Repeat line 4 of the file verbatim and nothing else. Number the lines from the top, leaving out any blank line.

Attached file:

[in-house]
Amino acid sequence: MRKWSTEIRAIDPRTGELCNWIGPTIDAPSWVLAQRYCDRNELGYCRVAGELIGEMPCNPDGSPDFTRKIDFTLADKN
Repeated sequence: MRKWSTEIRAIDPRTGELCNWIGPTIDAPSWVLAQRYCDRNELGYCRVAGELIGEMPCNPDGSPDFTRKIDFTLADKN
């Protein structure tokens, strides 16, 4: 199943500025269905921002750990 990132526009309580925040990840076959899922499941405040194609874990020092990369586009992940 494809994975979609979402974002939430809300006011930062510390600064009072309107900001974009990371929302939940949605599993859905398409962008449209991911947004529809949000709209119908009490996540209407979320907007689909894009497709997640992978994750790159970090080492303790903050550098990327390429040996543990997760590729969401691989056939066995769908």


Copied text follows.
């Protein structure tokens, strides 16, 4: 199943500025269905921002750990 990132526009309580925040990840076959899922499941405040194609874990020092990369586009992940 494809994975979609979402974002939430809300006011930062510390600064009072309107900001974009990371929302939940949605599993859905398409962008449209991911947004529809949000709209119908009490996540209407979320907007689909894009497709997640992978994750790159970090080492303790903050550098990327390429040996543990997760590729969401691989056939066995769908």